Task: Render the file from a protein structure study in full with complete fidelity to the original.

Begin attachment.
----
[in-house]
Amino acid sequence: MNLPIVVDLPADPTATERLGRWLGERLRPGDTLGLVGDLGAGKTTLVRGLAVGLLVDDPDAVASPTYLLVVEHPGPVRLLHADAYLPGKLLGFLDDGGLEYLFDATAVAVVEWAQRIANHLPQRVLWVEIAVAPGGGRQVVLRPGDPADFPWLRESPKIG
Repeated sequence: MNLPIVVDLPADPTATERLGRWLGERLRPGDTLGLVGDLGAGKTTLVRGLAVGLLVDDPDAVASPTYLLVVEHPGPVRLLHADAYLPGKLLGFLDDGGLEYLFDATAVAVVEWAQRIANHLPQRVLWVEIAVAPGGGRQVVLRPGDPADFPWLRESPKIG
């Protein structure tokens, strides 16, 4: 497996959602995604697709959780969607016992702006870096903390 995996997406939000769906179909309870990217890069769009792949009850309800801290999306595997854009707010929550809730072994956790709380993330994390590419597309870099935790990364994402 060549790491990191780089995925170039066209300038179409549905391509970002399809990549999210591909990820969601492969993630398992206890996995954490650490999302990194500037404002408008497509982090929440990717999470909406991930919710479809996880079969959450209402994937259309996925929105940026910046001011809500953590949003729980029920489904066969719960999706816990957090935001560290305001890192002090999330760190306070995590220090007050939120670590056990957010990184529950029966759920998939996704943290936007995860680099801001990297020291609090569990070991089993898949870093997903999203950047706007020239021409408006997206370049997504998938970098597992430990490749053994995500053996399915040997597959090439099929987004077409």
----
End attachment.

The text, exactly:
[in-house]
Amino acid sequence: MNLPIVVDLPADPTATERLGRWLGERLRPGDTLGLVGDLGAGKTTLVRGLAVGLLVDDPDAVASPTYLLVVEHPGPVRLLHADAYLPGKLLGFLDDGGLEYLFDATAVAVVEWAQRIANHLPQRVLWVEIAVAPGGGRQVVLRPGDPADFPWLRESPKIG
Repeated sequence: MNLPIVVDLPADPTATERLGRWLGERLRPGDTLGLVGDLGAGKTTLVRGLAVGLLVDDPDAVASPTYLLVVEHPGPVRLLHADAYLPGKLLGFLDDGGLEYLFDATAVAVVEWAQRIANHLPQRVLWVEIAVAPGGGRQVVLRPGDPADFPWLRESPKIG
């Protein structure tokens, strides 16, 4: 497996959602995604697709959780969607016992702006870096903390 995996997406939000769906179909309870990217890069769009792949009850309800801290999306595997854009707010929550809730072994956790709380993330994390590419597309870099935790990364994402 060549790491990191780089995925170039066209300038179409549905391509970002399809990549999210591909990820969601492969993630398992206890996995954490650490999302990194500037404002408008497509982090929440990717999470909406991930919710479809996880079969959450209402994937259309996925929105940026910046001011809500953590949003729980029920489904066969719960999706816990957090935001560290305001890192002090999330760190306070995590220090007050939120670590056990957010990184529950029966759920998939996704943290936007995860680099801001990297020291609090569990070991089993898949870093997903999203950047706007020239021409408006997206370049997504998938970098597992430990490749053994995500053996399915040997597959090439099929987004077409």